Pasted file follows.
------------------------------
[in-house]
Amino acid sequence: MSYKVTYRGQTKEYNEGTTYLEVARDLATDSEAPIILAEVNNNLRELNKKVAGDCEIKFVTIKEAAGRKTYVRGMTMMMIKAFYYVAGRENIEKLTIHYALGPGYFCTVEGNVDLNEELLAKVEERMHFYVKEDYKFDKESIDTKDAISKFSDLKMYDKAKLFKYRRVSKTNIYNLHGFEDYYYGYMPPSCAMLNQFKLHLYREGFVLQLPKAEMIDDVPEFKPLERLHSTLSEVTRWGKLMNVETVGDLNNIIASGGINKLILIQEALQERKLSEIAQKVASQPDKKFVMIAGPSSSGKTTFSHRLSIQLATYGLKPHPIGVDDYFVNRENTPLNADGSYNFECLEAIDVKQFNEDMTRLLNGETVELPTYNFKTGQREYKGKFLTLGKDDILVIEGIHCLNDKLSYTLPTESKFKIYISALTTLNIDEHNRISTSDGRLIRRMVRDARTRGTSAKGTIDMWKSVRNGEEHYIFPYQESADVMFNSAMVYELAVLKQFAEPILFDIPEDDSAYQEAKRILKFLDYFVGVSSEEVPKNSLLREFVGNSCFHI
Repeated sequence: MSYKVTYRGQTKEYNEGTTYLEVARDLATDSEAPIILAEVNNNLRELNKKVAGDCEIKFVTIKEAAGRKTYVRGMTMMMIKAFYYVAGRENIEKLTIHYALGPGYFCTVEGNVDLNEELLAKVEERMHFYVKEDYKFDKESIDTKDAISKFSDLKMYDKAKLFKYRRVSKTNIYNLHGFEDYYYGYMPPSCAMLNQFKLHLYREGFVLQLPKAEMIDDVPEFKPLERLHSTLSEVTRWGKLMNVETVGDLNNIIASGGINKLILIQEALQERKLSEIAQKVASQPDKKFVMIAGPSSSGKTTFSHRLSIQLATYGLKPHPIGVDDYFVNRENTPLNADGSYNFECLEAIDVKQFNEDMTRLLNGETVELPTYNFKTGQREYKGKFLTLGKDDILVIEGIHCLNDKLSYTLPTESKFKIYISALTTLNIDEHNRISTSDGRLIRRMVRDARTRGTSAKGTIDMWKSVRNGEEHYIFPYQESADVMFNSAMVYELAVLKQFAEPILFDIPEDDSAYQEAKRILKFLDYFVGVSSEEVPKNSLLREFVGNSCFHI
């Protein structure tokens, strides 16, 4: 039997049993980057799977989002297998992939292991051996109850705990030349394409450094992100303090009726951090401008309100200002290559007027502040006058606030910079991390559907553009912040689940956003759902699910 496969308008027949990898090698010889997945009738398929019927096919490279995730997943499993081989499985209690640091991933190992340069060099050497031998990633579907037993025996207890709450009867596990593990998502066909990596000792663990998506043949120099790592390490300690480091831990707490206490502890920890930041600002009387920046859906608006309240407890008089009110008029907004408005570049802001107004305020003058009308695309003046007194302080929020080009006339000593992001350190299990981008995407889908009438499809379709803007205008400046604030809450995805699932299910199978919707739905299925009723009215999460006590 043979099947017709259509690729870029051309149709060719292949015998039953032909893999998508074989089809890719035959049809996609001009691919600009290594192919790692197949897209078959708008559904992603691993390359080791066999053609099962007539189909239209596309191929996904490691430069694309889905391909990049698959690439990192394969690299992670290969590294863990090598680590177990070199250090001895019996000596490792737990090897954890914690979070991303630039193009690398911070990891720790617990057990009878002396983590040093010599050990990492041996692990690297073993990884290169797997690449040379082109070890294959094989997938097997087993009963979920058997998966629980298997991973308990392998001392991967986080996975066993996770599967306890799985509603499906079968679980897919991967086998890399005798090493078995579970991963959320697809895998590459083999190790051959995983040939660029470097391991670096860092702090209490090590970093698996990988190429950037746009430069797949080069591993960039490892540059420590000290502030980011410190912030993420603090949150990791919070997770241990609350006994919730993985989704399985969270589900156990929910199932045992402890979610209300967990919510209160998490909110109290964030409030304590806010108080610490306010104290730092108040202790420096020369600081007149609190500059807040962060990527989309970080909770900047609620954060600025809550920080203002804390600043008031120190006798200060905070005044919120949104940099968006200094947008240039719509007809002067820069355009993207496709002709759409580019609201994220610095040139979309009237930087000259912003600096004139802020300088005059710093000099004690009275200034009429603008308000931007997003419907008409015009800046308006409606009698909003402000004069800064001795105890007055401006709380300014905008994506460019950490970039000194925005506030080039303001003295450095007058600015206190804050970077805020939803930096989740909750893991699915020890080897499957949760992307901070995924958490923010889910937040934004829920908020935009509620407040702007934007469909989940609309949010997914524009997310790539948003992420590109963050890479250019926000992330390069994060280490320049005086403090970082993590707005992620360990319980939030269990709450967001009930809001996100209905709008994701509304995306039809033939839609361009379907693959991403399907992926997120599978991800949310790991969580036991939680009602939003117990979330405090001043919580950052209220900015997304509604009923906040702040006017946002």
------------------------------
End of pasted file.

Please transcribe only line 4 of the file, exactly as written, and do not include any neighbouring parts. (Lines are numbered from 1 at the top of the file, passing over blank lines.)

């Protein structure tokens, strides 16, 4: 039997049993980057799977989002297998992939292991051996109850705990030349394409450094992100303090009726951090401008309100200002290559007027502040006058606030910079991390559907553009912040689940956003759902699910 496969308008027949990898090698010889997945009738398929019927096919490279995730997943499993081989499985209690640091991933190992340069060099050497031998990633579907037993025996207890709450009867596990593990998502066909990596000792663990998506043949120099790592390490300690480091831990707490206490502890920890930041600002009387920046859906608006309240407890008089009110008029907004408005570049802001107004305020003058009308695309003046007194302080929020080009006339000593992001350190299990981008995407889908009438499809379709803007205008400046604030809450995805699932299910199978919707739905299925009723009215999460006590 043979099947017709259509690729870029051309149709060719292949015998039953032909893999998508074989089809890719035959049809996609001009691919600009290594192919790692197949897209078959708008559904992603691993390359080791066999053609099962007539189909239209596309191929996904490691430069694309889905391909990049698959690439990192394969690299992670290969590294863990090598680590177990070199250090001895019996000596490792737990090897954890914690979070991303630039193009690398911070990891720790617990057990009878002396983590040093010599050990990492041996692990690297073993990884290169797997690449040379082109070890294959094989997938097997087993009963979920058997998966629980298997991973308990392998001392991967986080996975066993996770599967306890799985509603499906079968679980897919991967086998890399005798090493078995579970991963959320697809895998590459083999190790051959995983040939660029470097391991670096860092702090209490090590970093698996990988190429950037746009430069797949080069591993960039490892540059420590000290502030980011410190912030993420603090949150990791919070997770241990609350006994919730993985989704399985969270589900156990929910199932045992402890979610209300967990919510209160998490909110109290964030409030304590806010108080610490306010104290730092108040202790420096020369600081007149609190500059807040962060990527989309970080909770900047609620954060600025809550920080203002804390600043008031120190006798200060905070005044919120949104940099968006200094947008240039719509007809002067820069355009993207496709002709759409580019609201994220610095040139979309009237930087000259912003600096004139802020300088005059710093000099004690009275200034009429603008308000931007997003419907008409015009800046308006409606009698909003402000004069800064001795105890007055401006709380300014905008994506460019950490970039000194925005506030080039303001003295450095007058600015206190804050970077805020939803930096989740909750893991699915020890080897499957949760992307901070995924958490923010889910937040934004829920908020935009509620407040702007934007469909989940609309949010997914524009997310790539948003992420590109963050890479250019926000992330390069994060280490320049005086403090970082993590707005992620360990319980939030269990709450967001009930809001996100209905709008994701509304995306039809033939839609361009379907693959991403399907992926997120599978991800949310790991969580036991939680009602939003117990979330405090001043919580950052209220900015997304509604009923906040702040006017946002």